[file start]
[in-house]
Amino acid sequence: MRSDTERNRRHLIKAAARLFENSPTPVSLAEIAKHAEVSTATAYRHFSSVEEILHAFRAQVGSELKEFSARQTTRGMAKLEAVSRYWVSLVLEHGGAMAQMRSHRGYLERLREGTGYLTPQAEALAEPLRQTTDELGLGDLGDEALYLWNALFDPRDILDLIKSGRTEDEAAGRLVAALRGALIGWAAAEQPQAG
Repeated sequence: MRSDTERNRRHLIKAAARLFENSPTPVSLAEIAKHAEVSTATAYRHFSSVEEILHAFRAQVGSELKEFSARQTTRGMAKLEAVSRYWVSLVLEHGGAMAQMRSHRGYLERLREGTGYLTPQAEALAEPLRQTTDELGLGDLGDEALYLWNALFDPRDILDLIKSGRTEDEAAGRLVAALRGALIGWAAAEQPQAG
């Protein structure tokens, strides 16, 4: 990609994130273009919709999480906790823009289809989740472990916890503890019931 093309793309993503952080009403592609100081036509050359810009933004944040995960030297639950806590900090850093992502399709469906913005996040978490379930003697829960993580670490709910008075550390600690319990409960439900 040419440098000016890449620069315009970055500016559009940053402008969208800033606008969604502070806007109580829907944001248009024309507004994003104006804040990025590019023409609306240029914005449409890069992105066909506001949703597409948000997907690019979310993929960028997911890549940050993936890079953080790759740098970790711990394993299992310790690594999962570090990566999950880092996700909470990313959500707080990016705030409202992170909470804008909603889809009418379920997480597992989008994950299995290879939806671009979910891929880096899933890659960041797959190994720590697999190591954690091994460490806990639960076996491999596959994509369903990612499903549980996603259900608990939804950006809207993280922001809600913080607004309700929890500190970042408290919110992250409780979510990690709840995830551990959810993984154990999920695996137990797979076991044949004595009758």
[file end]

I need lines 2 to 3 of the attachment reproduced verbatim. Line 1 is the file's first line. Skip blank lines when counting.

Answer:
Amino acid sequence: MRSDTERNRRHLIKAAARLFENSPTPVSLAEIAKHAEVSTATAYRHFSSVEEILHAFRAQVGSELKEFSARQTTRGMAKLEAVSRYWVSLVLEHGGAMAQMRSHRGYLERLREGTGYLTPQAEALAEPLRQTTDELGLGDLGDEALYLWNALFDPRDILDLIKSGRTEDEAAGRLVAALRGALIGWAAAEQPQAG
Repeated sequence: MRSDTERNRRHLIKAAARLFENSPTPVSLAEIAKHAEVSTATAYRHFSSVEEILHAFRAQVGSELKEFSARQTTRGMAKLEAVSRYWVSLVLEHGGAMAQMRSHRGYLERLREGTGYLTPQAEALAEPLRQTTDELGLGDLGDEALYLWNALFDPRDILDLIKSGRTEDEAAGRLVAALRGALIGWAAAEQPQAG